Research Article

Use of MicroRNAs to Screen for Colon Cancer

Farid E Ahmed*, Nancy C Ahmed, Mostafa Gouda and Chris Bonnerup

Published: 08/31/2017 | Volume 1 - Issue 1 | Pages: 045-074


Colon cancer (CC) screening is important for diagnosing early stage for malignancy and therefore potentially reduces mortality from this disease because the cancer could be cured at the early disease stage. Early detection is needed if accurate and cost effective diagnostic methods are available. Mortality from colon cancer is theoretically preventable through screening. The Current screening method, the immunological fecal occult blood test, FOBTi, lacks sensitivity and requires dietary restriction, which impedes compliance. Moreover colonoscopy is invasive and costly, which decreases compliance, and in certain cases could lead to mortality. Compared to the FOBT test, a noninvasive sensitive screen that does not require dietary restriction would be more convenient. Colonoscopy screening is recommended for colorectal cancer (CRC). Although it is a reliable screening method, colonoscopy is an invasive test, often accompanied by abdominal pain, has potential complications and has high cost, which have hampered its application worldwide.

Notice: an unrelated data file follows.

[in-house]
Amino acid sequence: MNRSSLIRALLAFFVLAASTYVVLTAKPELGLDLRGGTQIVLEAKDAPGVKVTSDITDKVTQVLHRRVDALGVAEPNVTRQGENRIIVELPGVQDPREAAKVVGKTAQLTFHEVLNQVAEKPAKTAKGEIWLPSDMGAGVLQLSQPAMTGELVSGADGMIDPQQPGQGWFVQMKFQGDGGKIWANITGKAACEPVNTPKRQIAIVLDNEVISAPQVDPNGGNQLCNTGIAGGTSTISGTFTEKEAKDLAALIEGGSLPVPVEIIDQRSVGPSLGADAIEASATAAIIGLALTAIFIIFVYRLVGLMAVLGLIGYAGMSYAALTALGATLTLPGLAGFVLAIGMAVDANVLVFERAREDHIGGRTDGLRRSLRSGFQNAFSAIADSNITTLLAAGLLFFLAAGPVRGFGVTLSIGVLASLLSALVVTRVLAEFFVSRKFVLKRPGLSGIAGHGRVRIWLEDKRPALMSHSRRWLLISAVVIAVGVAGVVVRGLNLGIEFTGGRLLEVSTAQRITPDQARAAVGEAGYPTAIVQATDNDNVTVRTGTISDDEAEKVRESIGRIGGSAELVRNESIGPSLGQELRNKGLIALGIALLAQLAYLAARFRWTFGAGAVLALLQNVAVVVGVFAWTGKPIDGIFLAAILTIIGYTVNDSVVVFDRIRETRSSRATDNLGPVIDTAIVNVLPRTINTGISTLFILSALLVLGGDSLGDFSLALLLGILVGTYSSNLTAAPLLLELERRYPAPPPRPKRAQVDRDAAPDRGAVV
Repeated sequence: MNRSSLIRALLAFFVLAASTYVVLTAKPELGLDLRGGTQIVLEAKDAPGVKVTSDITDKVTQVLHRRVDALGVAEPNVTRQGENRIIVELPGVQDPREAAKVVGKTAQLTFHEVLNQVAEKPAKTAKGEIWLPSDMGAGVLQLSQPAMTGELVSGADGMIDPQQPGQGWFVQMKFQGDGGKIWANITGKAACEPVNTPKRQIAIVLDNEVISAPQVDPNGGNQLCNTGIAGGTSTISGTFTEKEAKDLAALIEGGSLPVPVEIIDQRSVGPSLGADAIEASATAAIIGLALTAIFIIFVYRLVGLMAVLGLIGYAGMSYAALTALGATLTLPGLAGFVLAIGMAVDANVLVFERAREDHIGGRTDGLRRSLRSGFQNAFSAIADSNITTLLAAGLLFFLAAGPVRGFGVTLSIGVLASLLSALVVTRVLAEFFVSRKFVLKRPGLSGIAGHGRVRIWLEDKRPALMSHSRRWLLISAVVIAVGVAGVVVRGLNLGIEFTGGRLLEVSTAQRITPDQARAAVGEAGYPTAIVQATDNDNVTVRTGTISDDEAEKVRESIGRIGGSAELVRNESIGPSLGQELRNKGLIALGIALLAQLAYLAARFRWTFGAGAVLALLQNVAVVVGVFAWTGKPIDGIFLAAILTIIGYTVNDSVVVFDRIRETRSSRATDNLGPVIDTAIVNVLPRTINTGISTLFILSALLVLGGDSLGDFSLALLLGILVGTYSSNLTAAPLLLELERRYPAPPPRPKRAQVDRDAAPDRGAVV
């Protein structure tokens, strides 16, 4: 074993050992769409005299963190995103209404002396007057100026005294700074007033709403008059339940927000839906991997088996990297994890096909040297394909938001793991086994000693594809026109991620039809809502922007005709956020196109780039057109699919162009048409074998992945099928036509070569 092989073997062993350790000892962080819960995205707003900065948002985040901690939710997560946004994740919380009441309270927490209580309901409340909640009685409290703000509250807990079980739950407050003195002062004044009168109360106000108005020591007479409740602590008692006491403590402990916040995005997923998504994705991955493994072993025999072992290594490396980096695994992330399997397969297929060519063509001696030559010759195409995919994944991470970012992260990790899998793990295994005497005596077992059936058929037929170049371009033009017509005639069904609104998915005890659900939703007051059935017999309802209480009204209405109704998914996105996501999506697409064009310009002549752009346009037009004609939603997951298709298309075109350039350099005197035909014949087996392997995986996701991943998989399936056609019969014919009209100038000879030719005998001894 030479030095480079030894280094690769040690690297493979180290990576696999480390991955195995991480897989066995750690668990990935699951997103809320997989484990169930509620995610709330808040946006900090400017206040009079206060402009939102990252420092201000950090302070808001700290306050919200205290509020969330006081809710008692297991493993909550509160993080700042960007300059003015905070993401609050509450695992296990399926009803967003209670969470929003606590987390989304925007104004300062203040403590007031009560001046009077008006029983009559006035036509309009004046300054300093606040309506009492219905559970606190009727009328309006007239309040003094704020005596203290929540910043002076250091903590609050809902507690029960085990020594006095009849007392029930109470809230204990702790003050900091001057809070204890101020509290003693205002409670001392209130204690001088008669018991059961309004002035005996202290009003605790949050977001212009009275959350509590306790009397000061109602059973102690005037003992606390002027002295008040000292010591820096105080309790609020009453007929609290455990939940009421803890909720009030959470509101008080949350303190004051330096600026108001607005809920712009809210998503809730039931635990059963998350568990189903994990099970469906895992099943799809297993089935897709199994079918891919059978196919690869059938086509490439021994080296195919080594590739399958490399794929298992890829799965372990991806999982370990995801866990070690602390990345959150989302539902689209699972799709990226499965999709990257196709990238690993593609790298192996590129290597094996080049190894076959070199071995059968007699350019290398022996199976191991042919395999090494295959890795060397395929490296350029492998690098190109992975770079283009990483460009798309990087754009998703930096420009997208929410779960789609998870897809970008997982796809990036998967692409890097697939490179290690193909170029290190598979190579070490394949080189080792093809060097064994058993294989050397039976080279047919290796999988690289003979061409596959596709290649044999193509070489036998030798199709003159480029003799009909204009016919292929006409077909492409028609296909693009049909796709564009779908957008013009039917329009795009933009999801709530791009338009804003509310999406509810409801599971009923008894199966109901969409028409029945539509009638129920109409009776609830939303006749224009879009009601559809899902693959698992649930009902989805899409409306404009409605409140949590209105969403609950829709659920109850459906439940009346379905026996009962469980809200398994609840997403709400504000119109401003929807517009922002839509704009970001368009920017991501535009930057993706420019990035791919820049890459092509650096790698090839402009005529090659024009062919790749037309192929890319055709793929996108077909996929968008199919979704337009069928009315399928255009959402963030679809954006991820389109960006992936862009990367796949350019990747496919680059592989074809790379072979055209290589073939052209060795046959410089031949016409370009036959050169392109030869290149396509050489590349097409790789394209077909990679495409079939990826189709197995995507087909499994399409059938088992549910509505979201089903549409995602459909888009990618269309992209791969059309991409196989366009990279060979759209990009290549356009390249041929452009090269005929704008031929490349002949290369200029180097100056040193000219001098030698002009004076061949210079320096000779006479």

A screening approach that uses the relatively stable and nondegradable microRNA molecules when extracted from either the noninvasive human stool, or the semi-invasive blood samples by available commercial kits and manipulated thereafter, would be more preferable than a transcriptomic messenger (m)RNA-, a mutation DNA-, an epigenetic-or a proteomic-based test. That approach utilizes reverse transcriptase (RT), followed by a modified quantitative real-time polymerase chain reaction (qPCR). To compensate for exosomal miRNAs that would not be measured, a parallel test could be performed on stool or plasma’s total RNAs, and corrections for exosomal loss are made to obtain accurate results. Ultimately, a chip would be developed to facilitate diagnosis, as has been carried out for the quantification of genetically modified organisms (GMOs) in foods. The gold standard to which the miRNA test is compared to is colonoscopy. If laboratory performance criteria are met, a miRNA test in human stool or blood samples based on high throughput automated technologies and quantitative expression measurements currently employed in the diagnostic clinical laboratory, would eventually be advanced to the clinical setting, making a noticeable impact on the prevention of colon cancer.

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